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Oxegen & Rage Against the Machine

Oxegen & Rage Against the Machine


RAGE by James Goulden

A couple of years ago, I promised myself I wouldn’t return to Oxegen after a frankly crap year in 2005 and a horrible one-day experience in 2006. This year I returned under different circumstances as part of the State team with the proviso what we would review as many bands as we could over the weekend. It was actually a great experience plus, I got to avoid the campsites and head home to my parents house every night for a real bed and a shower. In the morning, as web editor, I collated everyone’s reviews and James Goulden (sample shot above) and Shawna Scott’s excellent photos into our reviews of the previous days. It was a gratifying job.

There were some clear highlights for me: most I have written about for State such as Aphex Twin, Vampire Weekend, Pendulum and Holy Fuck. However as is inevitable with coverage of a headliner, multiple writers were at the same stage so I never got to chance to write about one band: Rage Against The Machine and their closing set on Sunday’s Main stage.

It was my first time the whole weekend I paid attention to the Main stage. It helped that I bumped into some mates beforehand. From our vantage-point near the IMRO New Sounds tent, we could see a huge mass of people gathered in front of us. The light emanating from the stage highlighted every corner of the field, while in the distance, to the left, The Chemical Brothers with their amazing looking giant visuals juggernaut looked like a spaceship about to whirl off in a dash of lights and colour. I wished I could be at both but then again you only see Rage once, The Chemicals play nearly every year.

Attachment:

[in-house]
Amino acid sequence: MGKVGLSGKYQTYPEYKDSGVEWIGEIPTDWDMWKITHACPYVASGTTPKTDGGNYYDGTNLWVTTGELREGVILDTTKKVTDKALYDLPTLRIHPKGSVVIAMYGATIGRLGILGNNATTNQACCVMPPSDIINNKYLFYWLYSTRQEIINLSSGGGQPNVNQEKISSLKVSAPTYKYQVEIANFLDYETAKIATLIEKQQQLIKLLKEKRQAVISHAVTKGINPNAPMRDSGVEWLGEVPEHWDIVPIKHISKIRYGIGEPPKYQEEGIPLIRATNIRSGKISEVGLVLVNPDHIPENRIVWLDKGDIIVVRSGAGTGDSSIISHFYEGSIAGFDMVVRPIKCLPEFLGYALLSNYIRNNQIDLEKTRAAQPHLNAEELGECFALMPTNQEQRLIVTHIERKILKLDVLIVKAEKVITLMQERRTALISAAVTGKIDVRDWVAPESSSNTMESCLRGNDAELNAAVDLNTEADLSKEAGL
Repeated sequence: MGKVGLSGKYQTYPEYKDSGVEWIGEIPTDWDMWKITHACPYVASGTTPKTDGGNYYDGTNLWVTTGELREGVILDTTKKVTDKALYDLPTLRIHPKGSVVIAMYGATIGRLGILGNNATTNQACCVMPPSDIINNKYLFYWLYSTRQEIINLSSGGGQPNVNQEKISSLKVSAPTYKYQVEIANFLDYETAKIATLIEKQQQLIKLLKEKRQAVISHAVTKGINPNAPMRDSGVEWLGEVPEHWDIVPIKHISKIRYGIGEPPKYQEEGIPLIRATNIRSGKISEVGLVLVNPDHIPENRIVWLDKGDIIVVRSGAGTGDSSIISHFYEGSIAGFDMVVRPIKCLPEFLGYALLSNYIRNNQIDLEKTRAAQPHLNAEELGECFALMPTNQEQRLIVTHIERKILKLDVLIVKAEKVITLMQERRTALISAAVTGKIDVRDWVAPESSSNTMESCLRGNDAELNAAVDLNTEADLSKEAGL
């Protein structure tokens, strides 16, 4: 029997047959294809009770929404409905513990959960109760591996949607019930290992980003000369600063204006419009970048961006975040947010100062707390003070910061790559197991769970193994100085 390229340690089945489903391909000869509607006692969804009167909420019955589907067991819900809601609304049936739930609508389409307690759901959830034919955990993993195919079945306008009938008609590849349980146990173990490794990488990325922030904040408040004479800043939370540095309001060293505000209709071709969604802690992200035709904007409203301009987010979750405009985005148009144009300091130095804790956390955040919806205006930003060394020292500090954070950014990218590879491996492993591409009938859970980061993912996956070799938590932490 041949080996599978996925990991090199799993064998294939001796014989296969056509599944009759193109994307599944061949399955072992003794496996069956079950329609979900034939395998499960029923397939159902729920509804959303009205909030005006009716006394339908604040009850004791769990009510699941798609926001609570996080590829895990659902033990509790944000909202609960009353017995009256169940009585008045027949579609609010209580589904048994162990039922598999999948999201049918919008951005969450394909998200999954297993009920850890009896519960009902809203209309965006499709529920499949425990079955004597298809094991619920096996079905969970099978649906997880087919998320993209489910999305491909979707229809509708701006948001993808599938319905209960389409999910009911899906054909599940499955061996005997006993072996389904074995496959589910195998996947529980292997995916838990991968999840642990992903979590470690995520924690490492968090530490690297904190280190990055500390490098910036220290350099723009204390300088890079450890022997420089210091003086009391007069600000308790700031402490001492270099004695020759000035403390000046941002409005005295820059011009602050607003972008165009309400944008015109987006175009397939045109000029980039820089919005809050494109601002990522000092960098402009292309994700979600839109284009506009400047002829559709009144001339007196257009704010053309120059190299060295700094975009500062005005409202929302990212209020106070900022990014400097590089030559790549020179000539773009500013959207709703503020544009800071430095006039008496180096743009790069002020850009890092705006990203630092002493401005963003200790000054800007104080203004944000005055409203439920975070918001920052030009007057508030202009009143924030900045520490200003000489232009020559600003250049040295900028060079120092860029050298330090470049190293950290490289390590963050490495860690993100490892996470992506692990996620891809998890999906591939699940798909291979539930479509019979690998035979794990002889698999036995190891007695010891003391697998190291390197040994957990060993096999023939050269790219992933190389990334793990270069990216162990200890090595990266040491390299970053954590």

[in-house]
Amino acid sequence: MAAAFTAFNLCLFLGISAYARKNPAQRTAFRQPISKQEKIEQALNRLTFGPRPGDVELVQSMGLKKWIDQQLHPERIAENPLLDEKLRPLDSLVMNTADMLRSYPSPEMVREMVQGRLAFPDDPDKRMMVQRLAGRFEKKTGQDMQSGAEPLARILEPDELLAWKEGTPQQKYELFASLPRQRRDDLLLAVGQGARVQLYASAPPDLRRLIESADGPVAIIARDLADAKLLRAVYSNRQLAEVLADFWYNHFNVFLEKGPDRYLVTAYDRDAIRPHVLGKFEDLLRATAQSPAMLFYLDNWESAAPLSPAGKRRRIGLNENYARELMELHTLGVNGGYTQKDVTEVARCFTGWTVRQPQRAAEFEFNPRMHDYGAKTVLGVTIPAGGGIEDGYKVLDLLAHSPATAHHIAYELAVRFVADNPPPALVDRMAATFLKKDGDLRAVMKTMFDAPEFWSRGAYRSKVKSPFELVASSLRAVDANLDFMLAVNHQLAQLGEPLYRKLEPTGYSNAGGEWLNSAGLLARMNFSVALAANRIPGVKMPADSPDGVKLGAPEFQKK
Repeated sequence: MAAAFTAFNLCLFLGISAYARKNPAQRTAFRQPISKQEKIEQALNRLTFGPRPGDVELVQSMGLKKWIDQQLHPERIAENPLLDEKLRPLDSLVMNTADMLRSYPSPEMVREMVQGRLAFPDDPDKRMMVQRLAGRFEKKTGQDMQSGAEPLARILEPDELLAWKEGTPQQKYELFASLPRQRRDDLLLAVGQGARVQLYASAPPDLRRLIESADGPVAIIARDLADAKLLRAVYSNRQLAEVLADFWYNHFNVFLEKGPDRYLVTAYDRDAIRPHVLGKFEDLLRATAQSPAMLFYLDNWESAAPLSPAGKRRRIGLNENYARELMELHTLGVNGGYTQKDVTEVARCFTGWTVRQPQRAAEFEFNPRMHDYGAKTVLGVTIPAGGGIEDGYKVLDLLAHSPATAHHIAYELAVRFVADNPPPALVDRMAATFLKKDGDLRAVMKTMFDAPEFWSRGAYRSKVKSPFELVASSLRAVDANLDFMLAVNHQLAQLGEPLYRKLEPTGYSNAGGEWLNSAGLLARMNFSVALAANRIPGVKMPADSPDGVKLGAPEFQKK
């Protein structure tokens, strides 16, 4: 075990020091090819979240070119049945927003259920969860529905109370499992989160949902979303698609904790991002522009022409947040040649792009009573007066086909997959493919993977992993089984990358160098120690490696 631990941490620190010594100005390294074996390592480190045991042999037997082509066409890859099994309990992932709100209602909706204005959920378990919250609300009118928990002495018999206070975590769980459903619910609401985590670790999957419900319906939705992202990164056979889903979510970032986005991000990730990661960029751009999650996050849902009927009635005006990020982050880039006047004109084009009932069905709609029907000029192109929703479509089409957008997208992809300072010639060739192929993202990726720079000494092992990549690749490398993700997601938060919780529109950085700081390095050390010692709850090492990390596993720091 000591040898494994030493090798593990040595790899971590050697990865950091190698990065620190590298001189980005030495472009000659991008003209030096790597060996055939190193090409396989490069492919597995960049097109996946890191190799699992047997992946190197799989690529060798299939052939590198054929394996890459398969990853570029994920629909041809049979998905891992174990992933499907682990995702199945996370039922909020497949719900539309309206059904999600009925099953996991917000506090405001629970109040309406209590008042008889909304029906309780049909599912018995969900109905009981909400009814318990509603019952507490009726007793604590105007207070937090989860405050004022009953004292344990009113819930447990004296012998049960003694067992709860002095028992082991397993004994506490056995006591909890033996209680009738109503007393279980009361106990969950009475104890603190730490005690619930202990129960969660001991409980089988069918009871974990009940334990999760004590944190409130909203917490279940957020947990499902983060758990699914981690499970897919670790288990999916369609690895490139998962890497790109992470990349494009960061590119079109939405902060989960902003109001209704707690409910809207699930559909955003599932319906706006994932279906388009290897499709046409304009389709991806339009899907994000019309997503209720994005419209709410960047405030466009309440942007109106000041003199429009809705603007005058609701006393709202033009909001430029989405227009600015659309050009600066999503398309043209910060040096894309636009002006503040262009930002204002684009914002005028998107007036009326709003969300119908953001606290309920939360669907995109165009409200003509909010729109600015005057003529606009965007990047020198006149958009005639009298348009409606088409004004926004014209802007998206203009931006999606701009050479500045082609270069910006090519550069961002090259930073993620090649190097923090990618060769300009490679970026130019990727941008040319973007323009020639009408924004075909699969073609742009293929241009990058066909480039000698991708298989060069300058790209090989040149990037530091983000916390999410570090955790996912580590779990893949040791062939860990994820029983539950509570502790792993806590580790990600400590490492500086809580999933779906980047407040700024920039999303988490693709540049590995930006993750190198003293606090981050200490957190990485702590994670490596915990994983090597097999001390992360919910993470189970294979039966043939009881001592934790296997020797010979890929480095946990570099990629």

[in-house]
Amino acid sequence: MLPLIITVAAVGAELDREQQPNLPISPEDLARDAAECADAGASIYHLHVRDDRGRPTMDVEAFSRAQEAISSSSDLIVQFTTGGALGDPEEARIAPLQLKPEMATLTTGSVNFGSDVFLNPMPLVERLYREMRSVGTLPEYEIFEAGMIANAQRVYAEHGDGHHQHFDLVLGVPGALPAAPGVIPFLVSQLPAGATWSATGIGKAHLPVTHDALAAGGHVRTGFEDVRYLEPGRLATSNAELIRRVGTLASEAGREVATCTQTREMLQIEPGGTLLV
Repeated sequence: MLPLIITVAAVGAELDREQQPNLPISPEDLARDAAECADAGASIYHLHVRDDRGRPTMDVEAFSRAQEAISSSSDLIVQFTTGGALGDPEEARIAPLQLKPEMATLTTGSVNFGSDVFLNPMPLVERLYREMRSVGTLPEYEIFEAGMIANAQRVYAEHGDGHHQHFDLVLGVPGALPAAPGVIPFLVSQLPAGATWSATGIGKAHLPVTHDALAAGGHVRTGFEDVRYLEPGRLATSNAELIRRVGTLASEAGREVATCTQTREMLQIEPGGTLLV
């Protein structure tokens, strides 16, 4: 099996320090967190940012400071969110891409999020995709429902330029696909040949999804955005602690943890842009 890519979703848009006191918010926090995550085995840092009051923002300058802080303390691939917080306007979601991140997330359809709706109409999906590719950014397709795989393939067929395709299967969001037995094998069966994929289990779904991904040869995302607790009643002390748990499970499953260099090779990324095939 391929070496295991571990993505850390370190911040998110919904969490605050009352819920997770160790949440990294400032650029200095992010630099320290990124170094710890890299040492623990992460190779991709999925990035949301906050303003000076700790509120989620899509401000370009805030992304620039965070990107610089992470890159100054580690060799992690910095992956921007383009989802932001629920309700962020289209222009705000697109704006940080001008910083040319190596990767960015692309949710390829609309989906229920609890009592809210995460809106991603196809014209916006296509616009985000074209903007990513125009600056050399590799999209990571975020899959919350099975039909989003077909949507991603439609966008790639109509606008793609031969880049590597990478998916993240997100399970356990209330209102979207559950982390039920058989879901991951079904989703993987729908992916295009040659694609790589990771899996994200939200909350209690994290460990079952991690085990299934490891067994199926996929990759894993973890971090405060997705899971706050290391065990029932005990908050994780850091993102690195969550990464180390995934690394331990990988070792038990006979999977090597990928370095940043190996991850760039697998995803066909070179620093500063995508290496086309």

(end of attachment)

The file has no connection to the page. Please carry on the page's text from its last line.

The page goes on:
Rage were late but nobody minded the wait. By my possibly incorrect calculations, they last played here in 1994, exactly 14 years ago, almost to the day. So take a few minutes more lads if you need to, while we limber up.

The band take the stage with a backdrop of a Zapatista flag and Zack De La Rocha announces “We are Rage Against The Machine and we are from Los Angeles.” We hear the opening guitar scrapes and drum rolls of ‘Testify’ and everyone loses it when Morello’s riff kicks in. It’s like they never left. De La Rocha is still lepping around like its Feile 94. He’s lovin’ it and is stalking both sides of the stage slamming himself around. Bassist Tim Commerford is covered in his trademark tattoo armour and Morello still looks the same age as always and plays the guitar with same jaw-dropping trickery. ‘Bulls on Parade’ follows and all the teenage years come flooding back.

As the songs are picked off – ‘People Of The Sun’, ‘Bombtrack’, ‘Know Your Enemy’, ‘Bullet In The Head’, they bring back memories of times past. Every song is a dormant memory perfectly formed in hibernation until it is woken up during the set. I realise I know all the words even though it’s been quite a while since I listened to any of the albums. It was like stepping into the past. I remember the first time I listened to Rage, taking a copied cassette from my sister, the inlay of which was covered in black nail varnish and listening to it in the car while waiting for my parents to come back from a market. I remember watching their Feile performance on TV and thinking how awesome it looked. I remember listening to ‘Bulls on Parade’ at ear-splitting volumes in my bedroom. I remember learning ‘Bombtrack’ on guitar. I remember a friend I had once who used to play, yes you guessed it, ‘Killing in the Name of’ out of his room to piss off everyone else. Bit of a cliché that one.

The sound cuts out a little but it can’t hamper my enjoyment of the gig. Someone in the crowd is holding an upside down US flag, which reminds us of RAGE’s political machinations, which in all honesty, don’t feel so prominent tonight. Then again, during ‘Know Your Enemy’ , I replace the “All of Which are American Dreams” mantra with the Warlords of Pez version of “All of Which is an Irish Breakfast” so who am I to talk? Hey, you only live once, right?

As we reach the encore of ‘Freedom’, everyone knows what’s coming next. And they deliver. ‘Killing in the Name Of’ has become the clichéd expression of adolescent rebellion for many but no-one can deny that hearing 60,000 people blast out “Fuck you, I won’t do what you tell me / FUCK YOU, I WON’T DO WHAT YOU TELL ME!!” isn’t an experience born of the dealing with some kind of authoritarian bullshit. Rage leave me well and truly sated. We may have waited 14 years but it was extremely good timing in my book.

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